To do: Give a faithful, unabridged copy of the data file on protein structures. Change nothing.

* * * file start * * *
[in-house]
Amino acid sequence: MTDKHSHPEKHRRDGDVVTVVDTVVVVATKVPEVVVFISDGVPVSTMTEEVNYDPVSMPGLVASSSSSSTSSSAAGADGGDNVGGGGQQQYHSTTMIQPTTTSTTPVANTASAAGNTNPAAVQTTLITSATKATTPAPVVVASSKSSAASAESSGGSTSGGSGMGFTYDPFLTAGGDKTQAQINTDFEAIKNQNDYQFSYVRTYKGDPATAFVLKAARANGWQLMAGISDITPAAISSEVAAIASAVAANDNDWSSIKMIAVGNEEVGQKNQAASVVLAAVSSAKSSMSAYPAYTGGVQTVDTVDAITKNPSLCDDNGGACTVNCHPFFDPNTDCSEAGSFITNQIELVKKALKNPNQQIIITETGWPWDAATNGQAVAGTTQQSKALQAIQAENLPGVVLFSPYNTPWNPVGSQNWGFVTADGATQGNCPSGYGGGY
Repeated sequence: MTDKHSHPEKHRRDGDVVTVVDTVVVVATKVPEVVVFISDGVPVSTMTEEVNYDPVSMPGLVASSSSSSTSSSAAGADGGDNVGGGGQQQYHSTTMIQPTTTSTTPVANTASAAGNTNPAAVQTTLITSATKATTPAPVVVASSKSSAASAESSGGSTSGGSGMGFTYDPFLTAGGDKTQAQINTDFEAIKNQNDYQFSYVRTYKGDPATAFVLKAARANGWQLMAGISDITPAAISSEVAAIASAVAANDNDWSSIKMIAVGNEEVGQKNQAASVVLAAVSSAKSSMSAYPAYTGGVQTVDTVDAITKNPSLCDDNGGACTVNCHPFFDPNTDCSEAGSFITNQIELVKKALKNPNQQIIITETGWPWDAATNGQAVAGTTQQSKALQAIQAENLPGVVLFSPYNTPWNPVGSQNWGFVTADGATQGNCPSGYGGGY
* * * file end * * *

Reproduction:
[in-house]
Amino acid sequence: MTDKHSHPEKHRRDGDVVTVVDTVVVVATKVPEVVVFISDGVPVSTMTEEVNYDPVSMPGLVASSSSSSTSSSAAGADGGDNVGGGGQQQYHSTTMIQPTTTSTTPVANTASAAGNTNPAAVQTTLITSATKATTPAPVVVASSKSSAASAESSGGSTSGGSGMGFTYDPFLTAGGDKTQAQINTDFEAIKNQNDYQFSYVRTYKGDPATAFVLKAARANGWQLMAGISDITPAAISSEVAAIASAVAANDNDWSSIKMIAVGNEEVGQKNQAASVVLAAVSSAKSSMSAYPAYTGGVQTVDTVDAITKNPSLCDDNGGACTVNCHPFFDPNTDCSEAGSFITNQIELVKKALKNPNQQIIITETGWPWDAATNGQAVAGTTQQSKALQAIQAENLPGVVLFSPYNTPWNPVGSQNWGFVTADGATQGNCPSGYGGGY
Repeated sequence: MTDKHSHPEKHRRDGDVVTVVDTVVVVATKVPEVVVFISDGVPVSTMTEEVNYDPVSMPGLVASSSSSSTSSSAAGADGGDNVGGGGQQQYHSTTMIQPTTTSTTPVANTASAAGNTNPAAVQTTLITSATKATTPAPVVVASSKSSAASAESSGGSTSGGSGMGFTYDPFLTAGGDKTQAQINTDFEAIKNQNDYQFSYVRTYKGDPATAFVLKAARANGWQLMAGISDITPAAISSEVAAIASAVAANDNDWSSIKMIAVGNEEVGQKNQAASVVLAAVSSAKSSMSAYPAYTGGVQTVDTVDAITKNPSLCDDNGGACTVNCHPFFDPNTDCSEAGSFITNQIELVKKALKNPNQQIIITETGWPWDAATNGQAVAGTTQQSKALQAIQAENLPGVVLFSPYNTPWNPVGSQNWGFVTADGATQGNCPSGYGGGY